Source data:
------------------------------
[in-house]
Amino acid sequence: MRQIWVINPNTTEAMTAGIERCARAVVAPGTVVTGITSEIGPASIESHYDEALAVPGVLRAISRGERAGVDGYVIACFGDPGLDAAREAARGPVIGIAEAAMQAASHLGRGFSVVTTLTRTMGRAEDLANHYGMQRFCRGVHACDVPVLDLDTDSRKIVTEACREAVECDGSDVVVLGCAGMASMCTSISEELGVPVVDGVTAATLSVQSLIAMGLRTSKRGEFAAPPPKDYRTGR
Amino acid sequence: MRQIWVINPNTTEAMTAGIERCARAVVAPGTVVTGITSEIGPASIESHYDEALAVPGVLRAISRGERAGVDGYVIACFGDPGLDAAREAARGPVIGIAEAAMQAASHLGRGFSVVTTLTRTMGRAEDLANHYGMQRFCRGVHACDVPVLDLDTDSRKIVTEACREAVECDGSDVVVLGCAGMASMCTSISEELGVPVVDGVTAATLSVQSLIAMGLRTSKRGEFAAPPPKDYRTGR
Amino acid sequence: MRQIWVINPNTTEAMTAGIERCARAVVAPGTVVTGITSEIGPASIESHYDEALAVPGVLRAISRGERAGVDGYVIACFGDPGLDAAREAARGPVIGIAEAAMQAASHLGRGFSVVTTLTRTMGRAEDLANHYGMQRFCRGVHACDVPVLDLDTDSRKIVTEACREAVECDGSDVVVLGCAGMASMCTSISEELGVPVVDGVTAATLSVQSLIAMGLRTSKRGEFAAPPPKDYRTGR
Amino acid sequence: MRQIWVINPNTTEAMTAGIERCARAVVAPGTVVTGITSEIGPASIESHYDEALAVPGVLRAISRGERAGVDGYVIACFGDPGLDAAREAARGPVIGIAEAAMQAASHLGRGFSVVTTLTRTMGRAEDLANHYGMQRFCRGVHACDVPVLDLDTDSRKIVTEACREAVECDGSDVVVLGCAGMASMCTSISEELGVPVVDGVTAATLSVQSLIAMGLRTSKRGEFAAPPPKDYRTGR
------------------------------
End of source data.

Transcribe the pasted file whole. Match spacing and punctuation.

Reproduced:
[in-house]
Amino acid sequence: MRQIWVINPNTTEAMTAGIERCARAVVAPGTVVTGITSEIGPASIESHYDEALAVPGVLRAISRGERAGVDGYVIACFGDPGLDAAREAARGPVIGIAEAAMQAASHLGRGFSVVTTLTRTMGRAEDLANHYGMQRFCRGVHACDVPVLDLDTDSRKIVTEACREAVECDGSDVVVLGCAGMASMCTSISEELGVPVVDGVTAATLSVQSLIAMGLRTSKRGEFAAPPPKDYRTGR
Amino acid sequence: MRQIWVINPNTTEAMTAGIERCARAVVAPGTVVTGITSEIGPASIESHYDEALAVPGVLRAISRGERAGVDGYVIACFGDPGLDAAREAARGPVIGIAEAAMQAASHLGRGFSVVTTLTRTMGRAEDLANHYGMQRFCRGVHACDVPVLDLDTDSRKIVTEACREAVECDGSDVVVLGCAGMASMCTSISEELGVPVVDGVTAATLSVQSLIAMGLRTSKRGEFAAPPPKDYRTGR
Amino acid sequence: MRQIWVINPNTTEAMTAGIERCARAVVAPGTVVTGITSEIGPASIESHYDEALAVPGVLRAISRGERAGVDGYVIACFGDPGLDAAREAARGPVIGIAEAAMQAASHLGRGFSVVTTLTRTMGRAEDLANHYGMQRFCRGVHACDVPVLDLDTDSRKIVTEACREAVECDGSDVVVLGCAGMASMCTSISEELGVPVVDGVTAATLSVQSLIAMGLRTSKRGEFAAPPPKDYRTGR
Amino acid sequence: MRQIWVINPNTTEAMTAGIERCARAVVAPGTVVTGITSEIGPASIESHYDEALAVPGVLRAISRGERAGVDGYVIACFGDPGLDAAREAARGPVIGIAEAAMQAASHLGRGFSVVTTLTRTMGRAEDLANHYGMQRFCRGVHACDVPVLDLDTDSRKIVTEACREAVECDGSDVVVLGCAGMASMCTSISEELGVPVVDGVTAATLSVQSLIAMGLRTSKRGEFAAPPPKDYRTGR